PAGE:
Spain reopened its borders on Sunday, a significant stage in Europe's gradual reopening after its battle against the coronavirus, as infections in Latin America surged past two million.
Traffic flowed again across the Spain-France border in a watershed moment for the millions of businesses and workers across Europe that have suffered badly from the economic downturn caused by tough lockdowns.
"We wanted to be in Spain for the sun, the beach, tapas, and I'm already wearing my swimsuit under my clothes," said Frenchwoman Sylvia Faust, who crossed into Spain with her 17-year-old daughter.
There was no such joy in Latin America, however, where grim records kept on tumbling.
Brazil is the second worst-affected country with almost 50,000 deaths and more than one million cases, helping to push Latin America's total infections beyond the two million mark, according to an AFP tally early on Sunday.
The spread of the virus is accelerating in the region, with Mexico the second hardest-hit country followed by Peru and Chile.
Clusters have also emerged in the Palestinian territories, Morocco and Iran, where officials have now registered more than 100 deaths a day for three days running.
Beijing is also battling a new outbreak which has so far registered just over 200 cases.
The authorities have taken more than two million samples to test and banned imports of chicken from an American producer, suspecting the virus could have been imported in contaminated food.
COVID-19 has now killed more than 460,000 people and infected almost nine million worldwide.
'Like zoo animals'
Although the spread has slowed in Europe, it remains the worst-affected continent with more than 2.5 million cases.
Spain has been among Europe's hardest-hit nations, but on Sunday it lifted a slew of restrictions in a bid to get its tourism industry back up and running.
As well as opening its land border with France, Spain also welcomed EU nationals, those from the passport-free Schengen zone and Britons at seaports and airports -- without enforcing quarantine periods.
Around 100 flights from European countries landed at Spain’s airports, operator AENA told AFP Sunday.
"We must remain on our guard and strictly follow hygiene and protection measures," Prime Minister Pedro Sanchez said on Saturday, stressing that the danger has not passed.
In the Netherlands, police clashed with protesters frustrated over the government's coronavirus response and made dozens of arrests in center of The Hague.
Police said the protest, attended by hundreds, was peaceful until a group of football fans clashed with riot police at the nearby Central Station, throwing stones and bottles.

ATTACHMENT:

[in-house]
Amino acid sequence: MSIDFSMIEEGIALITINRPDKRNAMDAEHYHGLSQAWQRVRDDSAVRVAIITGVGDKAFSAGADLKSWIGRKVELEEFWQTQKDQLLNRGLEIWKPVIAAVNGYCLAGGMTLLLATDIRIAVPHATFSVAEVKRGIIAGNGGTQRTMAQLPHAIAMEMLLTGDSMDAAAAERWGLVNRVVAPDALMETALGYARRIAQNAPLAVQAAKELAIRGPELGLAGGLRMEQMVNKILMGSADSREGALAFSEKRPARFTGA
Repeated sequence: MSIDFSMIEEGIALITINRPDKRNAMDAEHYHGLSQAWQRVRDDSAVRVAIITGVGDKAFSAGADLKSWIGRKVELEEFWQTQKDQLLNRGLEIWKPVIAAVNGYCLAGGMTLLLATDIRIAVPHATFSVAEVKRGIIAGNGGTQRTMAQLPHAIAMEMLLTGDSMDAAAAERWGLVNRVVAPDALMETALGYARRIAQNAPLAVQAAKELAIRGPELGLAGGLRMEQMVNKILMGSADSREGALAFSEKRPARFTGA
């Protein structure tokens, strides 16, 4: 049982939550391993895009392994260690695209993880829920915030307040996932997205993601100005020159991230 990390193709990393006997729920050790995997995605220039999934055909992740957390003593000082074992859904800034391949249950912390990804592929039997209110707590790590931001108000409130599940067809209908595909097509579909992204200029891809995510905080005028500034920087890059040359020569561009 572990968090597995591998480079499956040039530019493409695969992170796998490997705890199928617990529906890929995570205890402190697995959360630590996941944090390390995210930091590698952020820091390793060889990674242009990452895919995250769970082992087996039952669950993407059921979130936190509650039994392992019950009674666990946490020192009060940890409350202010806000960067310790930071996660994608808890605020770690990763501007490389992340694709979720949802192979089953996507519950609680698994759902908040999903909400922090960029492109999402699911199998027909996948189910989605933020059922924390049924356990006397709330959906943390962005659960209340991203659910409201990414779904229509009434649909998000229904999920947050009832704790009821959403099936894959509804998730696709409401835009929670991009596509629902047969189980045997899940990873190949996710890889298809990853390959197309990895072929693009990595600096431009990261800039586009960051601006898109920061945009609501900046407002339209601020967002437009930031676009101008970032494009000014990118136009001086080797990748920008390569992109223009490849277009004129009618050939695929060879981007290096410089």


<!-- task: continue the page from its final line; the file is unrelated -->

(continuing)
In France, millions of children were preparing to return to school on Monday after three months away, and cinemas and theatres were also getting set to reopen.
On Sunday, France celebrated its annual music festival marking the summer solstice, with bands playing in cafes, restaurants and on streets across the country.
In Germany however, concert halls and other institutions still face an uncertain future with social distancing rules forcing them to slash their events calendars and drastically reduce capacities.
On the eastern fringes of Europe, cases have spiked again in Azerbaijan, forcing the government to institute another lockdown -- much to the irritation of local workers.
"The government again cages us in like zoo animals and gives not a damn for the consequences," taxi driver Shahin Mamedkuliyev told AFP.
Saudi Arabia on Sunday ended its coronavirus curfew, lifting restrictions on businesses including hair salons and cinemas, despite a spike in infections.
It also reopened its mosques in Mecca, Islam's holiest city, after a three-month shutdown.
But international flights and religious pilgrimages remain suspended and the authorities have not yet said whether they will proceed with this year's hajj, scheduled for the end of July.
Trump's testing boast
The United States is the worst-hit country overall and continues to post the second-highest daily death figures.
Nevertheless, President Donald Trump held his first campaign rally in months on Saturday, inviting thousands to an arena in Oklahoma -- although there were many empty seats.
He told the crowd how he had instructed his team to slow the rate of testing to reduce the number of registered cases.
"When you do testing to that extent, you are going to find more people, you will find more cases," he said, even as six members of his advance team tested positive for COVID-19.
Trump is attempting to kickstart his campaign for re-election in November during an outbreak that has killed 120,000 and clocked up more than 2.2 million cases, and with the economy tanking.
Scientists are still learning about the virus, its symptoms and the way it spreads -- and a vaccine still remains a distant possibility.
The World Health Organization has warned that lockdowns and other restrictions are still the best way to control the spread and urged people not to become fatigued with stay-at-home measures.